Gardening with ME: lists

I’ll confess that I’m a bit of a list person. I like writing lists then crossing things off. Not just for shopping, but also for managing daily life and work. At work in particular I use a spreadsheet to manage tasks, which I update at the beginning of each week. It’s always nice to get to the end of a week and look over what I’ve got done. However, when it comes to gardening, pre-ME I didn’t use lists that much. I generally knew what I wanted to do and let the months and seasons guide me.

But recently I’ve started making lists for gardening too. I came to the decision that I needed to start compiling gardening task lists, for two reasons. Firstly, I was finding that I couldn’t as easily keep everything in my head as I did when healthy. Keeping lists in your head uses up quite a lot of cognitive resource energy. By writing a list I free up that energy for something else, such as cooking.

Secondly, I found I often felt upset at my perception of ‘how little’ I did in the garden. I would say “I only got x done” or “but I have so much else to do”, with the implication I wasn’t doing enough. This was of course being unfair to myself, expecting that I should be able to do and achieve (a bad word, I know, but apt in this context) the same as I did when I was a healthy gardener.

A list. Obviously.

Being constantly tired not only means I have less energy to do, but less energy to think about doing. Writing lists, crossing off a task, gives me a strong personal sense of achievement. In this case I’m using ‘achievement’ to mean respecting myself and the context within which my health is situated. In fact I’ve found crossing tasks off a list, no matter how small, adds to my joy of gardening again. Because now I think “wow, I’m getting a lot done given how little energy I have”.

Quite often I add a task to the list after I’ve done it, and then cross it off immediately! I guess that may seem a little crazy, but it’s actually about acknowledging all the work I do in the garden. Take ‘sowing Brassicas’. On the surface what might seem simple and obvious isn’t. I first have to dress appropriately, adding an extra layer as ME seems to have made me feel the cold much more than I used to. Then it’s digging the seeds out of the seed box, unlocking the garage (my shed), getting out the pots and compost. Sowing, watering, putting the newly sown pots into the greenhouse. Tidying up, coming back inside, changing out of gardening clothes and having a rest. So if I hadn’t included this task on my list before, I add it later to remind myself of the energy used, and respective value of, even a simple kitchen garden task.

Of course, sometimes it is nice to go out into the garden, throw the list to the wind and just potter. Yes, there are things I want to get done and ticked off, but one of the great joys of gardening for me is pottering. Whilst having ME has meant I have needed to be more focused with how and where I’m using my energy in the garden, it’s also good for the ME soul to occasionally go into the garden and have a good potter about. It’s nice to get things done (tick), but it’s good on occasion to have enjoy some pottering freedom.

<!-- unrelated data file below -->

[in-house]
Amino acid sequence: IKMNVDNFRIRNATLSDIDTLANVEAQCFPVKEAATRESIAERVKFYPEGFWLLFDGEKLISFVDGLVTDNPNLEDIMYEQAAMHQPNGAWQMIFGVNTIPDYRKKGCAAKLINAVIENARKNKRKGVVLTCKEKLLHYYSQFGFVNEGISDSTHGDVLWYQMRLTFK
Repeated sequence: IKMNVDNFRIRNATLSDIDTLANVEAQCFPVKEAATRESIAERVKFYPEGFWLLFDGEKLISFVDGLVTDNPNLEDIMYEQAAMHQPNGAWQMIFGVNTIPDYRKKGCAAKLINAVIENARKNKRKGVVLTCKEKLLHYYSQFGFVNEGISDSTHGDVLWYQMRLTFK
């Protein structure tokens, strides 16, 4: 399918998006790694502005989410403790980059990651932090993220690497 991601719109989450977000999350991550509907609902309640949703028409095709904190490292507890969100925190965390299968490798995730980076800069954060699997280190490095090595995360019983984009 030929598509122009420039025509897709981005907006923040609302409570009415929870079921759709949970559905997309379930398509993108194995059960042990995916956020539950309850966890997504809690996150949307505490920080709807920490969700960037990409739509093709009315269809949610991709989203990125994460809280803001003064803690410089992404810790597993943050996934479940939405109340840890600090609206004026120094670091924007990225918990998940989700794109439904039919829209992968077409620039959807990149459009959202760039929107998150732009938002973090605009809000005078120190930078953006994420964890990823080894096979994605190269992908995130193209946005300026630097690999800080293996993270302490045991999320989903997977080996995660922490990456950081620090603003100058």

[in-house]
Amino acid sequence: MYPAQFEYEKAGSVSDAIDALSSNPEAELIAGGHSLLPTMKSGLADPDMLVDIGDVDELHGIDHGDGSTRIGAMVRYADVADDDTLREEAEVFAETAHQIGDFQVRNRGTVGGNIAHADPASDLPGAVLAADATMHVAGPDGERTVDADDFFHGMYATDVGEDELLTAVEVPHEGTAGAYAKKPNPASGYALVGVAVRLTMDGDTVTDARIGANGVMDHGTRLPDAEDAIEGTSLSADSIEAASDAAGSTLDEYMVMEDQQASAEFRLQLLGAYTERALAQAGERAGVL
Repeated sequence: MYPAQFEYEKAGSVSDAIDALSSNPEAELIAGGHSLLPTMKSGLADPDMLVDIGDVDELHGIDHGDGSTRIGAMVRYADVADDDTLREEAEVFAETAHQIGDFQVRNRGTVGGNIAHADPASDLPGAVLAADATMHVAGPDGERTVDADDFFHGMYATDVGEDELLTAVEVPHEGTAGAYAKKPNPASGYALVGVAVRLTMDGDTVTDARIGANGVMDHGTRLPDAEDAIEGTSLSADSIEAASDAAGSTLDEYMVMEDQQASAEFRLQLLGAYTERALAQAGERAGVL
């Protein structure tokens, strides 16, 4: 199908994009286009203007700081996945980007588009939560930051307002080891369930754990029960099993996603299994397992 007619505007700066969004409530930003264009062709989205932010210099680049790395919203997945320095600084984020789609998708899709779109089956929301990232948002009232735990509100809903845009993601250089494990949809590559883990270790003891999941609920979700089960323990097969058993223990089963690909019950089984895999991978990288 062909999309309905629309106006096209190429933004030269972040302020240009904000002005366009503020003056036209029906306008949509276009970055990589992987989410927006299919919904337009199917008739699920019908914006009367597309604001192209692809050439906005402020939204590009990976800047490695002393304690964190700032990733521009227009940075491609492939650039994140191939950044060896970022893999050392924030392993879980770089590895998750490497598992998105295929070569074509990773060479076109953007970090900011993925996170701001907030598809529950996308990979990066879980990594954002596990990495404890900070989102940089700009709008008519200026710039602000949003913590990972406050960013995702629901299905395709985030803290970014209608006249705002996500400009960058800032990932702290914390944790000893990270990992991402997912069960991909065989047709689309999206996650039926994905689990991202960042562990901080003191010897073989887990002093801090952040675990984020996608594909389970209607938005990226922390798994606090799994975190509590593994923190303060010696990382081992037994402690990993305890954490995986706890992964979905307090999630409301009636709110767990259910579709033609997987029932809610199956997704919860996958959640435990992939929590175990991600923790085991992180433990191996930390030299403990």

Sometimes pottering leads to, well, pottering

I hope to (will) return to health and do away with the gardening lists eventually. But until then, lists help me maintain a positive sense of what I get done in the garden, even within the limitations of a chronic illness. Now, I’ll just go and tick off writing this blogpost from my other task list. Tick.

* * * * *
I welcome your comments and thoughts. And if you blog about gardening with ME/a chronic illness, link to this post in your blog, and leave a comment below with a link to your post, so we can all find each other.

About Gardening with ME

Twitter hashtag: #GardeningWithME

Recent Gardening with ME posts…
  Gardening with ME: gardening in your head
  Gardening with ME: planning the kitchen garden year

5 thoughts on “Gardening with ME: lists”

  1. A lovely post, Julieanne. I wrote about using the SMARTER objectives in my last ME post. If you don't already use it, you might find it handy – although your lists seem really comprehensive too 🙂

  2. Dear Julieanne, thanks for visiting my blog and leaving a comment! It took me quite a while to check out if you are writing a blog as well and I was delighted that you do and also that you are gardening in England. I absolutely love England!
    But back to your post: I am actually 'a to do list person" as well. I am writing lists for exactly the same reasons that you state in your blog post and find it quite satisfying to cross something out, when a task is completed. I also like the encouraging feedback that I get from a list, when I see how many things I have accomplished.
    Warm regards,

  3. I have a house full of lists, Julieanne – about gardening and everything else – otherwise I would never remember anything! But like you I find they are also helpful to remind me how much I have accomplished.

    I have finally managed a post about gardening with ME – it's here.


Leave a comment